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Scared because I breathe so hard, preceded fainting.


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Hi,

I'm new to this forum.  I'm really scared I won't make it very long if another really bad attack occurs.  My breathing wasn''t just hard, it was as though I were in outerspace where there is no oxygen.  This happened on Sept 29.  I banged myself up as I fell on the concrete.  I was cleared of heart condition by 24 hr monitor and sonogram.   This incident came on the heels of my first day at work (in a long time) and I had just gotten off.  Since that time I rested and recovered (for some reason exertion hurts my low back) and then got another job doing the same rather strenuous dishwashing job.  Coming home from my firsts day off there it was the same story:  I took a few steps and suddenly couldn't get enough breath so I had to pause and that helped.

If anyone knows anything about how dysautonomia affects breathing, let me hear from you please.

Thanks.

Katherine G

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I am sorry to hear of your troubles. I pass out frequently, almost everyday and shortness of breath happens almost every time. I also get shortness of breath when I get extremely tachycardic, to the severity you describe. 

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Dysautonomia sometimes causes shortness of breath - I feel winded, like you might after going up lots of stairs -  but the symptoms you describe don't sound like typical dysautonomia at all.  I would discuss with your doctor and have it investigated separately.  Also, many of us can better tolerate jobs where we are sitting down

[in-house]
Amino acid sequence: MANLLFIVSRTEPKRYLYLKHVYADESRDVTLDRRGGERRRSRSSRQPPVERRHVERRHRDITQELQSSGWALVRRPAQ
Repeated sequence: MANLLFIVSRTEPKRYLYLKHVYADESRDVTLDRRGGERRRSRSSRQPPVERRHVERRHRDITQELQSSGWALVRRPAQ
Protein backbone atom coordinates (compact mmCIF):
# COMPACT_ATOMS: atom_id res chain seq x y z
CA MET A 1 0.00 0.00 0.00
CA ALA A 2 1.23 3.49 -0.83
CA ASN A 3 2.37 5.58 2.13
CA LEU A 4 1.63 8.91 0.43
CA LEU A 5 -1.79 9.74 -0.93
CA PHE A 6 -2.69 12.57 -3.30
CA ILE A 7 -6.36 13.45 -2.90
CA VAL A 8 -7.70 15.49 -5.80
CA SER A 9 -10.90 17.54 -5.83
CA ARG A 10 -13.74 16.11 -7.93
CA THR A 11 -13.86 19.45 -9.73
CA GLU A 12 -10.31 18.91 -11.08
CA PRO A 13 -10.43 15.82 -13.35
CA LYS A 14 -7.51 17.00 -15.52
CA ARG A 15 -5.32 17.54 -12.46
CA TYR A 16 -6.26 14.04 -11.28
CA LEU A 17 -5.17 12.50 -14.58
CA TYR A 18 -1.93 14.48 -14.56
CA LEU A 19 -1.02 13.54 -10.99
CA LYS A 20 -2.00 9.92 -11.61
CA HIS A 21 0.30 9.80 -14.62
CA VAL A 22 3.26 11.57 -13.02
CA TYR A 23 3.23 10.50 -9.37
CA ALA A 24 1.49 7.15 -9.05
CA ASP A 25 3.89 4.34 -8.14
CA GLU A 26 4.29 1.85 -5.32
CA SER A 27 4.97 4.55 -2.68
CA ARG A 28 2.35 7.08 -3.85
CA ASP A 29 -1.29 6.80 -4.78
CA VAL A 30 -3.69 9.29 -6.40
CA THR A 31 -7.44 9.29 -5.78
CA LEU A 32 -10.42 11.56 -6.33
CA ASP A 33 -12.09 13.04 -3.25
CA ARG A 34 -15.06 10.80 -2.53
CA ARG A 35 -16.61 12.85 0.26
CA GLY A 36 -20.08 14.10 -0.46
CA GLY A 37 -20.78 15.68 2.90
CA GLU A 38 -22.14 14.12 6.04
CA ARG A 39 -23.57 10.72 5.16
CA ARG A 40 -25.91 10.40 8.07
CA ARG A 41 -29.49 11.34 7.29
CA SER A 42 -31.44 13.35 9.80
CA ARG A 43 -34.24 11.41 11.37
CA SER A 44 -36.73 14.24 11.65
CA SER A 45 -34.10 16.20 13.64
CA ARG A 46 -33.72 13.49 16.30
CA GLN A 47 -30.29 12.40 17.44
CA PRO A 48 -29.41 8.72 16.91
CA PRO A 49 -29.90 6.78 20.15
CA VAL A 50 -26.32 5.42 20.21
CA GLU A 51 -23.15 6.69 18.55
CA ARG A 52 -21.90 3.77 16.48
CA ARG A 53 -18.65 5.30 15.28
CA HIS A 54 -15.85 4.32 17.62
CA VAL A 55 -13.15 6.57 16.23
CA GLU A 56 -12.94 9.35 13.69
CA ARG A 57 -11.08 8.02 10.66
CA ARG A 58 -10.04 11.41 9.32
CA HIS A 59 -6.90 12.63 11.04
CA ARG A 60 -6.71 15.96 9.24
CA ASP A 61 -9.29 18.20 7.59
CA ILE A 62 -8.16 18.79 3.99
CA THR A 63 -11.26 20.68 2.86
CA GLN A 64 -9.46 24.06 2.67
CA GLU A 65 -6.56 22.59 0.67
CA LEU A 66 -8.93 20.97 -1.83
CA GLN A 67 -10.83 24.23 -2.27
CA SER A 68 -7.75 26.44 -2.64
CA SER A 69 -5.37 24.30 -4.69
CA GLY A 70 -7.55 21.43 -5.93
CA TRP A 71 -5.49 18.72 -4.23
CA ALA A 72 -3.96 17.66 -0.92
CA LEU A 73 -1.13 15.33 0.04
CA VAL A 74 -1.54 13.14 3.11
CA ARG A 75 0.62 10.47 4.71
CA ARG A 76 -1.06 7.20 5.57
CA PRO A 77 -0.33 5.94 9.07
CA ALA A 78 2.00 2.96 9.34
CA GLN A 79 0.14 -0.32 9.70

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I get Air Hunger as a part of my attacks, it can be quite intense at times and others it's just like forever yawning. Air Hunger is also known as Dyspnea. It's something I've not entirely gotten used to but it doesn't frighten me anymore. I am sorry you are experiencing this and I encourage you to contact your doctor's office and ask for a call back, describe your symptoms and they will let you know to come in or advise on a specialist that can help you with management. Please feel better soon.

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I get this too. I find that if I lie down as soon as I feel it starting, I can breathe easier and also prevent myself from passing out. Yes, I have lied down in the middle of a store before. At the very least, its much better than falling and hitting your head. 

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12 hours ago, KiminOrlando said:

What kind of doctor do you see? Cardio? Have you seen a neuro? Pulmonologist? Have you had a pulmonary functions test?

I only saw my GP for a discussion of my syncope episode.  She suggested a pulmonoloist but I feel my lungs are fine.  However, I feel a treadmill stress test would reveal more.  But then, they will blame it on my weight.  They would not believe that a few months ago I could carry groceries home a mile.  In my opinion, a neuro would be the best place to start.  But first I have an appt with a D.O. as a second opinion.  Also, I feel that even though my cardiac monitor was normal that my heart warrants a cardiologist.

Thank you for your concern.

 

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6 hours ago, vepa said:

I get this too. I find that if I lie down as soon as I feel it starting, I can breathe easier and also prevent myself from passing out. Yes, I have lied down in the middle of a store before. At the very least, its much better than falling and hitting your head. 

Thanks for sharing.  I fell and got into a fight with the concrete and the concrete won; I got a black eye and a goose egg

 

12 hours ago, Clb75 said:

I had a doctor tell me that shortness of breath happens because blood is not getting to the upper parts of our bodies, including the brain and lungs.